So having extolled the golf course and all its glories why is it that I go into such a rage when I read about an arrogant, egotistical American billionaire with a hair fixation and dubious Scottish ancestry flying in and declaring that he's going to build the "world's best golf course" on what is the Mennie Estate a mere 10miles or so south of where I now stood? Could it be the fawning, crawling, money grabbing business people of Aberdeen who have shown no subtlety at all in their courting of the man? Or maybe it's our elected representatives in Edinburgh who are obviously all for democracy, as long as the great unwashed make the right decision. So when the local planning committee said go away and think again, the Government "called it in". For our own good you understand and just to make sure we got the decision we should have made for ourselves in the first place. Or maybe it's the treatment of the people already living on the estate who, when they refused to sell up and move, were threatened first with compulsory purchase then, when that was withdrawn under massive public pressure, are now being harassed with "landscaping" work going on around their properties. Or maybe it's the fact that the dune system on the Mennie estate is a world class site and is of course protected as a Site of Special Scientific Interest. It seems that the rules protecting such sites are only valid as long as they don't interfere with progress. I'm sure I could make a case for all of these giving me cause to rant, but I think principally it's because it's all a con. Everybody talks about the "best golf course in the world" but nobody talks about the hotel and the 1500 houses, including the four story flats, the carparks and everything else that goes with a leisure complex of this size. It seems though that money talks and the hotel, houses and golf course will happen. But perhaps the greatest irony is that the "best golf course in the world" will not be the best golf course in Scotland and is even unlikely to be the best golf course in Aberdeenshire.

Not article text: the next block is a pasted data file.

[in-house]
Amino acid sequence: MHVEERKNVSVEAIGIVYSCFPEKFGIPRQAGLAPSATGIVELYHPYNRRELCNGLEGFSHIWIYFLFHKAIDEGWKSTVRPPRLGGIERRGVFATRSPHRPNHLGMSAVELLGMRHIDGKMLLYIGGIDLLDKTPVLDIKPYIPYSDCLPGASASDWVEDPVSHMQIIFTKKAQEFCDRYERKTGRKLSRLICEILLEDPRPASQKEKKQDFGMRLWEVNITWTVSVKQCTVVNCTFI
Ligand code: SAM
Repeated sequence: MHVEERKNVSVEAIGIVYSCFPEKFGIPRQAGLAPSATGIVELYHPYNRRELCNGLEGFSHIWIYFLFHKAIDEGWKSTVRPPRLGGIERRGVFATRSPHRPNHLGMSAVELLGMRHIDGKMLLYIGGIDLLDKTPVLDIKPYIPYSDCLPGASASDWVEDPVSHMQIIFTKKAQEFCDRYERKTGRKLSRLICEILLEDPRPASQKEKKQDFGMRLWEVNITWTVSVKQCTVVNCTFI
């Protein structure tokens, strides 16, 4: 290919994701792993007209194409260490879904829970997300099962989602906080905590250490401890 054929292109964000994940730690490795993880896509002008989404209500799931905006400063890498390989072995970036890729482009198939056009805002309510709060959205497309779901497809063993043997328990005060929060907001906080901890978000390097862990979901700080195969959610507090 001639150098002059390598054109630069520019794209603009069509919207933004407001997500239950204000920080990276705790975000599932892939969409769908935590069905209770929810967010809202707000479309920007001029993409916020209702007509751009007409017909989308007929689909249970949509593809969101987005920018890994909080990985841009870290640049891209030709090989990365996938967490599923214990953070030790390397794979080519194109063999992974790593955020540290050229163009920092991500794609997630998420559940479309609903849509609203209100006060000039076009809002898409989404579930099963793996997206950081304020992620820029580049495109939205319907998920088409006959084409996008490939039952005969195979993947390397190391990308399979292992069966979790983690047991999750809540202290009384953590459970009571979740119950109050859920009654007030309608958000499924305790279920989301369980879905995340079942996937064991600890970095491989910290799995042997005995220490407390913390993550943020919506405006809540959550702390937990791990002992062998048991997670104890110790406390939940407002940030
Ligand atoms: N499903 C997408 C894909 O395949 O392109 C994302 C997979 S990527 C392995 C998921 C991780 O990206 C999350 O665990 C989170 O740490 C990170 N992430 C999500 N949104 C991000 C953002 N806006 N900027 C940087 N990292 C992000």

Before it became the "best golf course in the world"

Anyway enough of political ranting and back to our walk along the sands of Cruden Bay. The weather was pleasant with a warm offshore breeze. We spotted a couple of seals who watched us pass and we wondered if they seen us as a threat or if they were just curious about a couple of old dears and their dogs. By the time we reached the end of the bay we had the beach to ourselves apart from a young couple who had passed us earlier. They carried on around the rocky inlet shown on the O&S map as Craig Andrew but we decided that it was time to head back. I understand that this part of the coast had been a prime candidate for a German invasion during the second world war, (hence the derelict listening post on Goats Hillock just south of Slains Castle). There is little left to see apart from concrete blocks lining the beach, some of which appear to form part of a sea wall protecting the golf course. There are however some more obvious signs.

Coastal Defences

From here it was an easy walk back to the car. In all we had been out for a couple of hours and if you're ever in the area and looking for an afternoon stroll I would recommend it.

If you want more information on the Trump housing estate and golf course, and if you have a wee while to spare, I can recommend reading this Report

More Photos

Saturday, 20 August 2011

In Search of the River Don

Friday 19th August,